[0047] t11: thickness of the first birefringent plate

[0048] t12: thickness of the second birefringent plate

[0049] n1: refractive indices of the first birefringent plate and the second birefringent plate

[0050] t2 thickness of the phase plate

[0051] n2 refractive index of phase plate

[0052] d: pixel pitch at the imaging device

[0053] φ: Angle of incidence at a first birefringent plate of light flux entering corner of the imaging plane of the imaging device from the center of the exit pupil of the taking lens

[0054] Fno: F number of the taking lens

[0055] Alternatively, the present invention may comprise a first birefringent plate for spatially dividing light emitted from an image forming lens along a first direction to achieve two separate light fluxes, a phase plate that creates a phase difference of a specific quantity between a light component that vibrates in one vibrating direction and a light component that vibrates in another vibrating direction extending perpendicular to the one vibrating direction for each of the two light fluxes emitted from the first birefringent plate and a second birefringent plate having a different thickness and a different refractive index from those of the first birefringent plate, provided for spatially dividing each of the two light fluxes emitted from the phase plate along a second direction that is different from the first direction to achieve two separate light fluxes to be guided to the imaging plans of the imaging device, with the thickness t11 and the refractive index n11 of the first birefringent plate and the thickness t12 and the refractive index n12 of the second birefringent plate satisfying the following conditional equation, with A representing the image height at the image plane corners, PO representing the air equivalent optical path length extending from the imaging plane to the exit pupil of the image forming lens and A/PC≧0.15 satisfied. ( 1 - cos φ cos θ 1 ) × t 11 n 11 + ( 1 - cos φ cos θ 3 ) × t 12 n1 2 C 2 with ( 18 ) C 2 = K × B × d × F n o - ( 1 - cos φ cos θ 2 ) × t 2 n 2 ( 19 ) sin θ 1 = sin φ n 11 ( 20 ) θ 1 = sin - 1 ( sin φ n 11 ) ( 21 ) θ 2 = sin - 1 ( n 11 × sin θ 1 n 2 ) ( 22 ) θ 3 = sin - 1 ( n 2 × sin θ 2 n 12 ) ( 23 ) 0.25 K 0.35 ( 24 ) 1 B 3 ( 25 )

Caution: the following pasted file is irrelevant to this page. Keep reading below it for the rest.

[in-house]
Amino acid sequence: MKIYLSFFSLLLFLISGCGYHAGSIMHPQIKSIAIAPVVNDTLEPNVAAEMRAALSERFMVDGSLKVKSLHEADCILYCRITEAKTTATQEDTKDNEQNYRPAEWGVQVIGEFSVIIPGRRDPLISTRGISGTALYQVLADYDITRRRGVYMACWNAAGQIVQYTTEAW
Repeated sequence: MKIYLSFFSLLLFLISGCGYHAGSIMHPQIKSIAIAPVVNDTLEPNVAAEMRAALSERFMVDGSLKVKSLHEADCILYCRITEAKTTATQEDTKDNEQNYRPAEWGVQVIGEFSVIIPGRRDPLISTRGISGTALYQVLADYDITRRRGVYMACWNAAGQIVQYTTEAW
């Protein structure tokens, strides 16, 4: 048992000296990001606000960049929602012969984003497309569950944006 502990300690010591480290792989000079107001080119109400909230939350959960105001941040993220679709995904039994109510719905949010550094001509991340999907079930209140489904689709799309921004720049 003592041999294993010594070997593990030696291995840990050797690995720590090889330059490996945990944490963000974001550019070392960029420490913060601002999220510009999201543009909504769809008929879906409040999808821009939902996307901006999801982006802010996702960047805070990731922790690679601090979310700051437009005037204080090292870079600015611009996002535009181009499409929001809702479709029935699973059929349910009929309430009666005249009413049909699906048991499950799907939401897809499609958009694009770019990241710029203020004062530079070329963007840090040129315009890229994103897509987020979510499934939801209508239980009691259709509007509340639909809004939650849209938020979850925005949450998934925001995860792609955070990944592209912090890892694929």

[0056] t11: thickness of the first birefringent plate

[0057] t12: thickness of tho second birefringent plate

[0058] n11: refractive index of the first birefringent plate

[0059] n12: refractive index of the second birefringent plate

[0060] t2: thickness of the phase plate

[0061] n2: refractive index of phase plate

[0062] d: pixel pitch at the imaging device

[0063] φ: Angle of incidence at a first birefringent plate of light flux entering corner of the imaging plane of the imaging device from the center of the exit pupil of the taking lens

[0064] Fno : F number of the taking lens

[0065] The present invention is further provided with a neutralizing circuit for neutralizing electrical charges stored at the first birefringent plate and the second birefringent plate.

[0066] In addition, the present invention is provided with a neutralizing circuit for neutralizing at least one of the electrical charges stored at the optical filter, the image forming lens and the imaging device.